By Katie Paul
(Reuters) – Meta Platforms Inc said on Thursday it is now rolling out a long-promised system for advertisers to determine where their ads are shown, responding to their demands to distance their marketing from controversial posts on Facebook and Instagram.
The system offers advertisers three risk levels they can select for their ad placements, with the most conservative option excluding placements above or below posts with sensitive content like weapons depictions, sexual innuendo and political debates.
Meta also will provide a report via advertising measurement firm Zefr showing Facebook advertisers the precise content that appeared near their ads and how it was categorized.
Marketers have long advocated for greater control over where their ads appear online, complaining that big social media companies do too little to prevent ads from showing alongside hate speech, fake news and other offensive content.
The issue came to a head in July 2020, when thousands of brands joined a boycott of Facebook amid anti-racism protests in the United States.
Under a deal brokered several months later, the company, now called Meta, agreed to develop tools to “better manage advertising adjacency,” among other concessions.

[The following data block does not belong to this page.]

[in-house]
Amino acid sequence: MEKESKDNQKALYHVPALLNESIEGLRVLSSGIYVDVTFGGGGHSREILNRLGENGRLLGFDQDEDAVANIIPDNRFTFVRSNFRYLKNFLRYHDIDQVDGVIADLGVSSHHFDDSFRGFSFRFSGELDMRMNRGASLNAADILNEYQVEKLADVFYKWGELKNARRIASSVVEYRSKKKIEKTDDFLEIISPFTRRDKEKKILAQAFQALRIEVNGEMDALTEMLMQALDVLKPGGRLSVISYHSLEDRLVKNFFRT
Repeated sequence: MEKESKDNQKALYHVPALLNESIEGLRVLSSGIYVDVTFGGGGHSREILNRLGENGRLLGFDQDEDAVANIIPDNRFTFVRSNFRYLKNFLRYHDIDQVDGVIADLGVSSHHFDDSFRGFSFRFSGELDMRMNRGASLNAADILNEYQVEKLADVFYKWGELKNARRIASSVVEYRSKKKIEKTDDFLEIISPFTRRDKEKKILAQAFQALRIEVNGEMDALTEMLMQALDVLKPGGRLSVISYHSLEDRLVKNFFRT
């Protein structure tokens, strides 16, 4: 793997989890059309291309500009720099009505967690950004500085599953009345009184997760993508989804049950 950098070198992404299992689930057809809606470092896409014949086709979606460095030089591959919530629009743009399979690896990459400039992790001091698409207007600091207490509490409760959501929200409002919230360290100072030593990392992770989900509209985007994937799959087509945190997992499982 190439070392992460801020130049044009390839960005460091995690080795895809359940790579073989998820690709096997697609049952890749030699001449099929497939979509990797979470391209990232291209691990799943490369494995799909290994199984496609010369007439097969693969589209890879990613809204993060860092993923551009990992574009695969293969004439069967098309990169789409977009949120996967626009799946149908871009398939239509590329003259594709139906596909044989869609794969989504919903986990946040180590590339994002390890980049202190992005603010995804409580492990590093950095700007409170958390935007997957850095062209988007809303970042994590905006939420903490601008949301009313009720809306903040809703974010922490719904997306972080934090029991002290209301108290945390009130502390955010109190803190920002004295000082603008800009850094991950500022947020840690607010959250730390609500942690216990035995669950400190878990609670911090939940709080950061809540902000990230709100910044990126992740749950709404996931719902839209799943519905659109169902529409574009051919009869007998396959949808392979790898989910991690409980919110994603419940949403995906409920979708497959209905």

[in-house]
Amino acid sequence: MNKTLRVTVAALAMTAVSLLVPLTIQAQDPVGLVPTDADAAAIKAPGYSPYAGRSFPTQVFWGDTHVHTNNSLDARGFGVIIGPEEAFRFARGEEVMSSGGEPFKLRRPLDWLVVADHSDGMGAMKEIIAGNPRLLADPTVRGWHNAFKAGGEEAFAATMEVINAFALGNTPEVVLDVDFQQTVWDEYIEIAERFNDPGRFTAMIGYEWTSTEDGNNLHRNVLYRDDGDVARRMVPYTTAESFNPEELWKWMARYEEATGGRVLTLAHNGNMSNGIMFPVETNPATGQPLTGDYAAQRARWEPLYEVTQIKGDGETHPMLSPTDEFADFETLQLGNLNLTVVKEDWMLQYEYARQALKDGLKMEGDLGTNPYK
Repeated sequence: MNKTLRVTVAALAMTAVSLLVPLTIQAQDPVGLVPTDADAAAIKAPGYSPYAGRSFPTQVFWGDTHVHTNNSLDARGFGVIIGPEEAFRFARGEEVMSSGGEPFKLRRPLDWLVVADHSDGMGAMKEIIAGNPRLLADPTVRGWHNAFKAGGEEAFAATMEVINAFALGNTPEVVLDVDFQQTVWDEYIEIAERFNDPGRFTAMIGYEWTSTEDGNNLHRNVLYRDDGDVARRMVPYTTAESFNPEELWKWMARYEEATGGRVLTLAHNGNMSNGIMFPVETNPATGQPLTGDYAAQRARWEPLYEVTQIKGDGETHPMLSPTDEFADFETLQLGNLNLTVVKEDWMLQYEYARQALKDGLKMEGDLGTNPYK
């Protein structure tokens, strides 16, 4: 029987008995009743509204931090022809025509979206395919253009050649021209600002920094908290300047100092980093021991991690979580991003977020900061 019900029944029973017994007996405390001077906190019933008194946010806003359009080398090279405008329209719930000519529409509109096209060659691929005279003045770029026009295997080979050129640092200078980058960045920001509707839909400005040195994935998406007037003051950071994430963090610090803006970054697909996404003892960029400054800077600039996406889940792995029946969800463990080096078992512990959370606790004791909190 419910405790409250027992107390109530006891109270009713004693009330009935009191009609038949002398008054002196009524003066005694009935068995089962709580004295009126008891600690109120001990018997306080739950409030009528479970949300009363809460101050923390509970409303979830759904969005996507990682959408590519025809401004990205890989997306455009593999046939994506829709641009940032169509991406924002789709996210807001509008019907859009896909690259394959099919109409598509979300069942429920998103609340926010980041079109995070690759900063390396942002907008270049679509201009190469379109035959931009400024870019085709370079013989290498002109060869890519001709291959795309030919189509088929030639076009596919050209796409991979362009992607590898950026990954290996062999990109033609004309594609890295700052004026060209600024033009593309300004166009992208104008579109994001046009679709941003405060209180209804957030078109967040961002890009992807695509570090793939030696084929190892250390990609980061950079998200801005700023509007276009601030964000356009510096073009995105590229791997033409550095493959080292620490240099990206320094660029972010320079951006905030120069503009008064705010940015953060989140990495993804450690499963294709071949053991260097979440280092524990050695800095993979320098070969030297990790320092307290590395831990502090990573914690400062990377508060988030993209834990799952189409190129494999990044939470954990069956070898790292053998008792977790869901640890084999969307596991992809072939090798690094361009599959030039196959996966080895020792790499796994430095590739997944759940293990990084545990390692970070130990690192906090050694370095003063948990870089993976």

Samantha Stetson, Meta’s vice president for Client Council and Industry Trade Relations, said she expected Meta to introduce more granular controls over time so advertisers could specify their preferences around different social issues.
Stetson also said early tests showed no significant change in performance or price for ads placed using more restrictive settings, adding that those involved in the tests were “pleasantly surprised.”
However, she cautioned that the pricing dynamic could change, given the auction-based nature of Meta’s ads system and the reduction in inventory associated with any restrictions.
The controls will be available initially in English- and Spanish-speaking markets, with plans to expand them to other regions – and to the company’s Reels, Stories and video ad formats – later this year.
(Reporting by Katie Paul; Editing by Marguerita Choy)